This article was originally published on BikeRadar
Pinarello's new Dogma 65.1 Think 2 flagship may have an awkwardly long name but you forget all about it once you're out on the open road. Despite what has always felt like overwrought hyperbole and hype, it seems the generous praise that has surrounded Sky's curiously curvaceous team-issue rig is all true. Few – if any – superbikes we've ridden in the past can match the Dogma 65.1 Think 2's freakishly improbable combination of ride quality, stiffness, and handling.
Ride and handling: magic in two-wheeled form
It's difficult to describe in words the rolling contradiction that is the Dogma 65.1 Think 2.
On the one hand, it's remarkably smooth on rough pavement and even flattens out nastier bumps like frost heave while still maintaining a firm and racy personality. However, while bikes this comfortable are also often lacking in road feel, the Dogma 65.1 Think 2 somehow manages to still send a steady stream of information through the handlebars and saddle as to what's going on down at the tire contact patches.
For example, one of our typical test routes involves a long stretch of irritating chip seal that can typically buzz your hands into lifeless stumps on an ultra-stiff machine. However the rough texture was barely noticeable on the Dogma 65.1 Think 2, gliding across the pavement as if it were fresh blacktop but yet still letting us know the ground below was less than ideal – almost as if you were watching the whole thing from afar on HD.
Likewise, the bike is at the same time inordinately comfortable but yet exceedingly efficient, not so much getting the job done with brutally obvious rigidity but more with a stealthy and highly refined quickness that's somewhat muted by the eerily capable vibration damping. The Dogma 65.1 Think 2's impressive stiffness doesn't so much slap you in the face as it does brush your cheek with a feather and despite the subtler approach, we still found ourselves absolutely flying on familiar short-but-steep pitches that require a quick burst of power. Moreover, that smoothness also left us feeling fresher – and faster – at the end of longer rides, particularly ones involving lots of dirt roads.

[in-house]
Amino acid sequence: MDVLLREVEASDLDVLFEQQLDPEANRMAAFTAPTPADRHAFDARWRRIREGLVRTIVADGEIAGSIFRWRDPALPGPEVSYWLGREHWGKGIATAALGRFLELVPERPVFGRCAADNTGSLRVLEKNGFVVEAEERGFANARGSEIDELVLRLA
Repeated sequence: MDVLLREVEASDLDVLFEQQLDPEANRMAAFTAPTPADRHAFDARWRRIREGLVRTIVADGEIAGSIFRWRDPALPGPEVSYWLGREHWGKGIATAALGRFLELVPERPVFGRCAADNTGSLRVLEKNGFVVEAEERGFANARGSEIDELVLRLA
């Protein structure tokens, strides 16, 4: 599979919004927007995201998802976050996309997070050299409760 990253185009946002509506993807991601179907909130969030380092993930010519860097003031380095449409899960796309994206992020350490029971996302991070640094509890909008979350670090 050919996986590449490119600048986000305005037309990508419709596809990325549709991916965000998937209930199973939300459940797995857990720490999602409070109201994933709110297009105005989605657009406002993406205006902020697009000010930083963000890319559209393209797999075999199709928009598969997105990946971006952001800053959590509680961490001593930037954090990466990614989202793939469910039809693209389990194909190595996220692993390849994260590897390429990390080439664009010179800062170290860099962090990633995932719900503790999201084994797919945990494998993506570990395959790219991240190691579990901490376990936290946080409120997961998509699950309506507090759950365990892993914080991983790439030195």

That rigidity isn't just isolated to the back end, either, as the ultra-stout front end also helps define the Dogma 65.1 Think 2's otherwise standout quality: the precise and predictable handling. At moderate speeds, the bike feels unusually agile with a turn-in that requires the utmost in attention – the bike doesn't so much want to lean into turns as it wants to dive bomb them with an aggressive turn-in. However, higher velocities thankfully mellow the Dogma 65.1 Think 2 out a bit with better – but not amazing – stability to help keep things calm when in a full tuck or swooping through corners.
That all being said, Pinarello's latest Dogma iteration may be lighter than its predecessor but it's still a bit heavier than some other modern superbikes. Our accelerated test period unfortunately didn't allow time for our usual teardown procedures but Pinarello claims 920g for a "raw" 54cm sample. Add in the bike's typically generous coats of flashy paint plus the requisite derailleur hangers and seatpost collar and you're easily over the 1kg mark.
In addition, the requisite fork comes in around 370g and the proprietary carbon fiber seatpost isn't particularly svelte at nearly 200g.
Unless weight is your primary concern, though, it's easy to forget that there's any additional mass beneath you. If that's the price to be paid for such awesome refinement, that seems like a worthwhile trade-off.
Frame: asymmetry taken to the extreme
Asymmetrical chain stays and seat tubes are the norm these days but Pinarello has taken the concept to extreme measures on this latest Dogma. Even the top tube is shifted slightly towards the driveside in order to offset inherent differences in how forces are applied to the frame – or at least that's what Pinarello says. If that's the secret to the Dogma 65.1 Think 2's uncanny ride quality then so be it, but it's certainly a tough pill to swallow.
We were similarly skeptical initially about the frame's characteristically wavy fork blades and seat stays but in this case, there actually seems to be some substance afoot. In theory, such abrupt changes in cross-sectional area and shape helps to attenuate certain vibrational frequencies and it sure seems to work – exceptionally well, we might add – despite how hokey the concept sounds on paper. In fact, Orbea has adopted a similar concept on its latest Orca stays.
The wavy legs on Pinarello's Onda carbon fork aren't just for show